These will be followed by larger models in 2027 (40-80 seats; 1,000 NM), 2029 (100-200 seats; 2,000 NM) and 2032 (200 seats; 3,000 NM). But it is only by 2040 that it expects to retrofit an aircraft capable of intercontinental travel (200+ seats; 5,000 NM). 
Still, continental travel could be very different within a decade if development continues at the same rate as today. 
Other airlines taking major strides in the sector include: Ecojet, Alaska Airlines, Avolon, Delta Airlines, EasyJet, GOL, Icelandair, Japan Airlines, JetBlue, SAS, United Airlines, Vertical Aerospace, Virgin Atlantic, Viva Aerobus and Wideroe.

Future retrofitting scale is impressive

The retrofitting plans of ZeroAvia and others is of huge significance to the aviation supply chain industry. Already OEMs are showing a huge interest in getting involved.
After all, the retrofits are so much more than just replacing an engine and powertrain, as a power generation system that converts hydrogen into electricity needs to be installed along with hydrogen tanks. The nacelles and avionics both need modification too. 
The Aerospace Engineering Center department at the MHI RJ Aviation Group (MHIRJ) confirmed to aviationweek.com it will be providing MRO expertise to ZeroAvia – particularly in regard to engineering services, aircraft integration and certification support:
“We’re basically going to dovetail into ZeroAvia’s road map and strategic view to support them on the technical intricacies of being able to take a hydrogen concept and . . . industrialise and scale that so that, operationally, it becomes viable.”
The future scale of the retrofits has been compared by some in the industry to the conversions of passenger aircraft into freighter aircraft. 

Emerging tech presents safety concerns

Universal Hydrogen's modifications specialist is AeroTEC, which has set up a Hydrogen Aviation Test and Service Center at Grant County International Airport in Washington. It revealed to aviationweek.com:
“The area that would change the most is the powertrain, because you’re taking a turboprop engine, which has a clear set of inspections and maintenance activities, and you’re replacing it with a completely different type of powertrain, which is based on electric motor and fuel-cell technology.”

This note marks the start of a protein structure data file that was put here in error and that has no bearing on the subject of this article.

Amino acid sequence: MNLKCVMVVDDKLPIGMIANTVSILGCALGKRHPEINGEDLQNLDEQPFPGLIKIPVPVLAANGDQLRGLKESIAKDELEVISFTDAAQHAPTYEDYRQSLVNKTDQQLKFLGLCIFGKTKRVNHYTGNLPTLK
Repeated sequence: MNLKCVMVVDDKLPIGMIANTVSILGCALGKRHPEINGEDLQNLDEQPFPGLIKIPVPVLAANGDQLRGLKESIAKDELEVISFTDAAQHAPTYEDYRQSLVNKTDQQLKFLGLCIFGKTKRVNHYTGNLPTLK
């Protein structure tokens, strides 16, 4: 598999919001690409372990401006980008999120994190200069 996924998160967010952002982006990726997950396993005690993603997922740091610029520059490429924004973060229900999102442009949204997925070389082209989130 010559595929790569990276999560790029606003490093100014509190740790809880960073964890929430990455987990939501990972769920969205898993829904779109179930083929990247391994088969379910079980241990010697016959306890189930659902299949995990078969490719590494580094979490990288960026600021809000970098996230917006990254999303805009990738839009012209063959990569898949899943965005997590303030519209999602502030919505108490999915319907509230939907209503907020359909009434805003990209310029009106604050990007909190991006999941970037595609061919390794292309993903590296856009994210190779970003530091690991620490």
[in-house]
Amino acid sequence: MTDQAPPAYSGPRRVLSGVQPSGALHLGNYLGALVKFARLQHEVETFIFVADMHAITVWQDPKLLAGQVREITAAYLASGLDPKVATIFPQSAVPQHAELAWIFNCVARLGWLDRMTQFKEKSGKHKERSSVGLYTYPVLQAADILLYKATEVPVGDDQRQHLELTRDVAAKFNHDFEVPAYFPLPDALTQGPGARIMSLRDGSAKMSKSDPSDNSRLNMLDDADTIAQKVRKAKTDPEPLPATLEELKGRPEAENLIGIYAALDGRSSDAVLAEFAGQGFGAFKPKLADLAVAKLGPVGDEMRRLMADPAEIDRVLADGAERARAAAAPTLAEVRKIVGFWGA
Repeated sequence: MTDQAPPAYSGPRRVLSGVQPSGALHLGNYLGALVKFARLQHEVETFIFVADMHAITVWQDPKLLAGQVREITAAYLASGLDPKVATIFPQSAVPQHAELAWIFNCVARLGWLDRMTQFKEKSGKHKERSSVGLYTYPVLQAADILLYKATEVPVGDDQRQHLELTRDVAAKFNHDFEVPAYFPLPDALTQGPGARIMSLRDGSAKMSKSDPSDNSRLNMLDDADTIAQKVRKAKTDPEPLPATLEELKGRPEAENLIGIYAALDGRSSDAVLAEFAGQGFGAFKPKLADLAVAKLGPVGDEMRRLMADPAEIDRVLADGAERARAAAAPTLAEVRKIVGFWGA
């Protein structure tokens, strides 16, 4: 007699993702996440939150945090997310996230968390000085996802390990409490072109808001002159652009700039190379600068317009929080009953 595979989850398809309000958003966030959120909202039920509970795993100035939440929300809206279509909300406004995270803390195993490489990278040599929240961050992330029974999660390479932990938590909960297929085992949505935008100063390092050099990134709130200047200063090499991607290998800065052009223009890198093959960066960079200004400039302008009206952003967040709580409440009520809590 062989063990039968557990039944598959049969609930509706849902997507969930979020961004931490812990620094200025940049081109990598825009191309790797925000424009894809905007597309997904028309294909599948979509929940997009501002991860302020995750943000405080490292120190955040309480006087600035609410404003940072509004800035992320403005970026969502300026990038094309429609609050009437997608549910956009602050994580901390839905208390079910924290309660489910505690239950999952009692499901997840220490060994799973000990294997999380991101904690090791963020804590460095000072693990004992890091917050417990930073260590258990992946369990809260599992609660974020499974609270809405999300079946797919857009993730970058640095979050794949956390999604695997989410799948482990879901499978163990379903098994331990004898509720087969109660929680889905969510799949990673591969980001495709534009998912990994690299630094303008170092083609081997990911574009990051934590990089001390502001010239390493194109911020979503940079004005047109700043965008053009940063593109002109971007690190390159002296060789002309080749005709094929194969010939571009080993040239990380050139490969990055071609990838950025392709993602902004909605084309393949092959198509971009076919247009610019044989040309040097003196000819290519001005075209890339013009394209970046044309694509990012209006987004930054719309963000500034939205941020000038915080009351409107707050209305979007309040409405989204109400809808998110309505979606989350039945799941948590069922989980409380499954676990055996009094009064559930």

Safety has become a huge concern, as the liquid hydrogen cryo-tanks require cooling to -250C while the high-voltage electronics require 800-1,000 volts of electricity – more than enough to kill a worker who doesn’t follow procedure:
“We’ve learned a lot about high-voltage electronics, battery systems, battery management, battery cooling, propulsion, motor cooling and things that you don’t think about.”

Refuelling efficiency a big challenge

Another MRO making moves is Lufthansa Technik (LHT). In 2021, it launched a project to design and test hydrogen tech processes – and it is thinking big from the onset! 
It transformed a decommissioned A320 into what it describes as a “stationary laboratory”, where it is testing out internal cryo-tanks for liquid hydrogen, a fuel-cell system and a conditioning system. It is also considering the practicality of refuelling, repairs and potential incidents.
Additionally, it has created a digital twin to research digital health monitoring and predictive maintenance, and additional research is being carried out into ground infrastructure such as storage for liquid or gaseous hydrogen. 
However, progress brings more problems, LHT told aviationweek.com. For example, refuelling a hydrogen tank is a time-consuming process:
“How can we speed up refuelling in the future to the point where it enables practicable turnaround and handling times on the ground? And how do we avoid overfilling or wasting hydrogen during refuelling?”

Breakthrough needed for larger aircraft

Nevertheless, there are some MRO positives – experts believe the switch to hydrogen solutions could simplify engine maintenance, not complicate it. 
They predict reduced wear and tear – primarily due to a significant lowering of engine part temperatures. Reduced combustion and fewer rotating components play a part in this.
But the technology isn’t in place at the moment for larger plans, the experts concur – particularly in regards to cooling hydrogen for use in a combustion engine. A breakthrough is needed.
A Russian experiment in the 1980s, the Tupolev Tu-155, encountered the same problem. The result was an aircraft filled with tubes and refrigeration units with no room for seats, let alone passengers. 
This missing link in the future development of hydrogen-electric tech could leave the door open for green fuels that power conventional engines.
But for now, hydrogen-electric tech is still very much on its ascent, and aviation supply chain operators are best advised to keep it in the forefront of their future planning.


Like all sustainable means of powering aircraft, hydrogen-electric engines have a little turbulence to smooth out, but nothing that can't be fixed, concur most experts. Compared to batteries and green fuel, they present the most viable solution to making aviation green. It won't happen anytime soon, but if the industry gets onboard, it's a feasible target to work towards in 30 or 40 years' time.
Cover image credits: DLR/Fabian Walker/Creative Commons